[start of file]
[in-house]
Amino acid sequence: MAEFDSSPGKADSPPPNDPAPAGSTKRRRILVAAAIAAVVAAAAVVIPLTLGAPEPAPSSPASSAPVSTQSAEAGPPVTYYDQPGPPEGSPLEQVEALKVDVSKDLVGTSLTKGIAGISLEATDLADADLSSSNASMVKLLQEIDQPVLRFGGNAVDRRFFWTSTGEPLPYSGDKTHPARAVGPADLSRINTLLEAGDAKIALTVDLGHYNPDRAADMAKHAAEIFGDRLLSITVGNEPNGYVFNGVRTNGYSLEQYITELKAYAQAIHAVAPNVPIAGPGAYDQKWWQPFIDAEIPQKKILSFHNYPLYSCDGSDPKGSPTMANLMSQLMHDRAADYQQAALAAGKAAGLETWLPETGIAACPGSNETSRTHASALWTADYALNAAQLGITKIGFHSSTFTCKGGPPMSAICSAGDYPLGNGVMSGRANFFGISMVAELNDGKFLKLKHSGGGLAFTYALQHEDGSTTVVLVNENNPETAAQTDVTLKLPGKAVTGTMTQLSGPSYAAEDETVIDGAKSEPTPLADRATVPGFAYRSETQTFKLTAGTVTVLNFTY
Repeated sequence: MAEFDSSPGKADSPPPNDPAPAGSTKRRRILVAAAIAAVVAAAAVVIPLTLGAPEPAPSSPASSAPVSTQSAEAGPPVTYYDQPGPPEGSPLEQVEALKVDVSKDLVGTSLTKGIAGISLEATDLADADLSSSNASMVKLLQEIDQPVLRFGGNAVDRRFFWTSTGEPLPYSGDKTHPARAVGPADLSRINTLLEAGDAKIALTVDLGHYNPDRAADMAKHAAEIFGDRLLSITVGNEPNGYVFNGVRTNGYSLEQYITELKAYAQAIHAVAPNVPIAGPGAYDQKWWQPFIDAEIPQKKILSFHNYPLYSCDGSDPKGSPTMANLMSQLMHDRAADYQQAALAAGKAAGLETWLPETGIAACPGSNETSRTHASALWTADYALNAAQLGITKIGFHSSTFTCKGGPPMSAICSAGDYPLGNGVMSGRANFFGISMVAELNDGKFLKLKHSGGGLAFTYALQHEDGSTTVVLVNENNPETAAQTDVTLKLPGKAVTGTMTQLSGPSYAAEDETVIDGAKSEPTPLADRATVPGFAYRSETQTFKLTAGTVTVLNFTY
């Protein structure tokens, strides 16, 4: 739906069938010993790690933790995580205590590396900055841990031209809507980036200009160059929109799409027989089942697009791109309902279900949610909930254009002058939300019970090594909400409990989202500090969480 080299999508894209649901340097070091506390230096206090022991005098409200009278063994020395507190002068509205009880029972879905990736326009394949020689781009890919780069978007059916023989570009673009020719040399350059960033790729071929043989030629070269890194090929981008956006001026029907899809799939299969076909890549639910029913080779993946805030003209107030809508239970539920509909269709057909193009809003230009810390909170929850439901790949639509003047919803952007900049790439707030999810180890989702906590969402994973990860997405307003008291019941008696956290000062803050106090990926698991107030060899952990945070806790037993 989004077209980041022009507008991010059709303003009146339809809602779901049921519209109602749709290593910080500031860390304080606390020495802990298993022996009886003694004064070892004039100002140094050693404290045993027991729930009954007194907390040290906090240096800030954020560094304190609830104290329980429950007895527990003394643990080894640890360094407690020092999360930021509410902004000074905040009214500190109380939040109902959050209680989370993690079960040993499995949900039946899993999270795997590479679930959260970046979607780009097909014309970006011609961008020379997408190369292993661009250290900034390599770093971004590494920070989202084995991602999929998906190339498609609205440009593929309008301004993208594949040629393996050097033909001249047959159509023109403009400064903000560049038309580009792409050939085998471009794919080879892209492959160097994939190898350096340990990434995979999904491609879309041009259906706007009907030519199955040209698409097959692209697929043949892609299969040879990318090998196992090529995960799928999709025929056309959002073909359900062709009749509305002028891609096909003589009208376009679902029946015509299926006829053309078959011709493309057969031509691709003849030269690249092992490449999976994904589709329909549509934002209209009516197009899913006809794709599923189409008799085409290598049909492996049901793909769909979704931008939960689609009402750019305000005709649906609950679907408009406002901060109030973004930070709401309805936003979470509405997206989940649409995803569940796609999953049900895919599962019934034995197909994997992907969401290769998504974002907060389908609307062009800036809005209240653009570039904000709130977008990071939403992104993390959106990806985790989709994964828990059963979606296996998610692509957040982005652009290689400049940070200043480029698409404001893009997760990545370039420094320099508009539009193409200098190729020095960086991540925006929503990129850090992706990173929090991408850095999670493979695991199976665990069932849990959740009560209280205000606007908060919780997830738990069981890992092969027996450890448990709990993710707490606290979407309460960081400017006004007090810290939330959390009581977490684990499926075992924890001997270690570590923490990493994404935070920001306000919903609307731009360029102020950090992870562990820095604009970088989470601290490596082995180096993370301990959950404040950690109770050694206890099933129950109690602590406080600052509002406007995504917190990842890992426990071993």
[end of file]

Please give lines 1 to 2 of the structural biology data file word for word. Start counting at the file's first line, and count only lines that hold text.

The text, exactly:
[in-house]
Amino acid sequence: MAEFDSSPGKADSPPPNDPAPAGSTKRRRILVAAAIAAVVAAAAVVIPLTLGAPEPAPSSPASSAPVSTQSAEAGPPVTYYDQPGPPEGSPLEQVEALKVDVSKDLVGTSLTKGIAGISLEATDLADADLSSSNASMVKLLQEIDQPVLRFGGNAVDRRFFWTSTGEPLPYSGDKTHPARAVGPADLSRINTLLEAGDAKIALTVDLGHYNPDRAADMAKHAAEIFGDRLLSITVGNEPNGYVFNGVRTNGYSLEQYITELKAYAQAIHAVAPNVPIAGPGAYDQKWWQPFIDAEIPQKKILSFHNYPLYSCDGSDPKGSPTMANLMSQLMHDRAADYQQAALAAGKAAGLETWLPETGIAACPGSNETSRTHASALWTADYALNAAQLGITKIGFHSSTFTCKGGPPMSAICSAGDYPLGNGVMSGRANFFGISMVAELNDGKFLKLKHSGGGLAFTYALQHEDGSTTVVLVNENNPETAAQTDVTLKLPGKAVTGTMTQLSGPSYAAEDETVIDGAKSEPTPLADRATVPGFAYRSETQTFKLTAGTVTVLNFTY